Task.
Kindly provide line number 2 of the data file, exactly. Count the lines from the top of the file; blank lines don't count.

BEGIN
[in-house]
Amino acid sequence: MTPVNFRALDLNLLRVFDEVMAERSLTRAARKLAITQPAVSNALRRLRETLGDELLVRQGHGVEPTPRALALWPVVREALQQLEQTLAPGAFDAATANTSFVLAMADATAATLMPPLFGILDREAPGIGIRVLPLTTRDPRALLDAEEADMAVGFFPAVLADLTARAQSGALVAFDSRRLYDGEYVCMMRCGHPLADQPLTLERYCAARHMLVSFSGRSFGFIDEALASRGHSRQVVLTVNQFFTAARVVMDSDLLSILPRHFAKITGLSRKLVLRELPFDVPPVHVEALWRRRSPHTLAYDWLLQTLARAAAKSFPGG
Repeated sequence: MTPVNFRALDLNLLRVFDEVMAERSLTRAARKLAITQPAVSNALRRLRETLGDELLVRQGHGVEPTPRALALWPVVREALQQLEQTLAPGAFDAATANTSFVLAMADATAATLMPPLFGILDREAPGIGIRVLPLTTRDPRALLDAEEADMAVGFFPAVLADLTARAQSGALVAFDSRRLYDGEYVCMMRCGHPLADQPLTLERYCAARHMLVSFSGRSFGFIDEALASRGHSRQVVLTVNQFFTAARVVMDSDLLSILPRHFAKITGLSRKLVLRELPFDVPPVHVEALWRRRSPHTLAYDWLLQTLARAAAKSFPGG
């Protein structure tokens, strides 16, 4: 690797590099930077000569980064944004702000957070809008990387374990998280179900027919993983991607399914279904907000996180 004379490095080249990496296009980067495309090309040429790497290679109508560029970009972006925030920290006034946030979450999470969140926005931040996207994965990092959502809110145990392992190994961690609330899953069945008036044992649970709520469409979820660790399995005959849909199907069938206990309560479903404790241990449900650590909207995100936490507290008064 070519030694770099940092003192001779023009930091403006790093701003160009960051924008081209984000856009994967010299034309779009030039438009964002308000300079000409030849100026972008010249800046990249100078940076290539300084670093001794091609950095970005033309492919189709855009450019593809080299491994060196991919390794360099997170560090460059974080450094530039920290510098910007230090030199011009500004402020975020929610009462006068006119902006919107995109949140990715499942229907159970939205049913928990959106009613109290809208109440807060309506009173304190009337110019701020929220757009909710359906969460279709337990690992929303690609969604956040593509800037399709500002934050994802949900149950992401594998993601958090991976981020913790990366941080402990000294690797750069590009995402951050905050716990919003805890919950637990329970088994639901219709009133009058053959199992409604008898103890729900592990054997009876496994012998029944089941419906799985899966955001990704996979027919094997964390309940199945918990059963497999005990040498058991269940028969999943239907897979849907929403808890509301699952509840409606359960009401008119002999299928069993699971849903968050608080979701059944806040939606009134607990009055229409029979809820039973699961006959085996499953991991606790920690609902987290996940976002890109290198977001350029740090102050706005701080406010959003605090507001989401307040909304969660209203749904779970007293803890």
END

Amino acid sequence: MTPVNFRALDLNLLRVFDEVMAERSLTRAARKLAITQPAVSNALRRLRETLGDELLVRQGHGVEPTPRALALWPVVREALQQLEQTLAPGAFDAATANTSFVLAMADATAATLMPPLFGILDREAPGIGIRVLPLTTRDPRALLDAEEADMAVGFFPAVLADLTARAQSGALVAFDSRRLYDGEYVCMMRCGHPLADQPLTLERYCAARHMLVSFSGRSFGFIDEALASRGHSRQVVLTVNQFFTAARVVMDSDLLSILPRHFAKITGLSRKLVLRELPFDVPPVHVEALWRRRSPHTLAYDWLLQTLARAAAKSFPGG